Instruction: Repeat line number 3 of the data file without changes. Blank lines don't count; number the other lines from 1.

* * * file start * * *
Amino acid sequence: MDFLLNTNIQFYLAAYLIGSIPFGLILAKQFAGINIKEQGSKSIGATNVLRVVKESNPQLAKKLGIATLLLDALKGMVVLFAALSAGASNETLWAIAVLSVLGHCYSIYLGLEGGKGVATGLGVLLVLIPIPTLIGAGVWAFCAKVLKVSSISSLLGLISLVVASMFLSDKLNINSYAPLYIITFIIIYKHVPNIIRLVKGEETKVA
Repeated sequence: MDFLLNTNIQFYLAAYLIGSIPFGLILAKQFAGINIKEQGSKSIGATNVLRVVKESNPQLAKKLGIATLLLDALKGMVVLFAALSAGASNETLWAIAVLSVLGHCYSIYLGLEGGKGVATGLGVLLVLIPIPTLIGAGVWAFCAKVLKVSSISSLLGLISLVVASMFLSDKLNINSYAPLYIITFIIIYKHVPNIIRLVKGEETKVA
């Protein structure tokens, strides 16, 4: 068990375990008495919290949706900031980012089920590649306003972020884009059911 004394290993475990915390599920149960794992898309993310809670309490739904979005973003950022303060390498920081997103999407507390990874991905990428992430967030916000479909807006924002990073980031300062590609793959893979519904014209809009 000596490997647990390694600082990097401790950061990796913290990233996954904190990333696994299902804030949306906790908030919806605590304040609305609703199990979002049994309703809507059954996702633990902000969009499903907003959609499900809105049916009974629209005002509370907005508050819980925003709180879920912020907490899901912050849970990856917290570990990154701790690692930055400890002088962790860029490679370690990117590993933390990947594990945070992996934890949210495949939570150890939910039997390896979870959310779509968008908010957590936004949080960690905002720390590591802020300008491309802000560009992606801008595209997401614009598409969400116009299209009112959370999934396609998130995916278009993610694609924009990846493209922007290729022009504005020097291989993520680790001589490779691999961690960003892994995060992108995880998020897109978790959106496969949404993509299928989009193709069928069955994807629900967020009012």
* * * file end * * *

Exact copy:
């Protein structure tokens, strides 16, 4: 068990375990008495919290949706900031980012089920590649306003972020884009059911 004394290993475990915390599920149960794992898309993310809670309490739904979005973003950022303060390498920081997103999407507390990874991905990428992430967030916000479909807006924002990073980031300062590609793959893979519904014209809009 000596490997647990390694600082990097401790950061990796913290990233996954904190990333696994299902804030949306906790908030919806605590304040609305609703199990979002049994309703809507059954996702633990902000969009499903907003959609499900809105049916009974629209005002509370907005508050819980925003709180879920912020907490899901912050849970990856917290570990990154701790690692930055400890002088962790860029490679370690990117590993933390990947594990945070992996934890949210495949939570150890939910039997390896979870959310779509968008908010957590936004949080960690905002720390590591802020300008491309802000560009992606801008595209997401614009598409969400116009299209009112959370999934396609998130995916278009993610694609924009990846493209922007290729022009504005020097291989993520680790001589490779691999961690960003892994995060992108995880998020897109978790959106496969949404993509299928989009193709069928069955994807629900967020009012």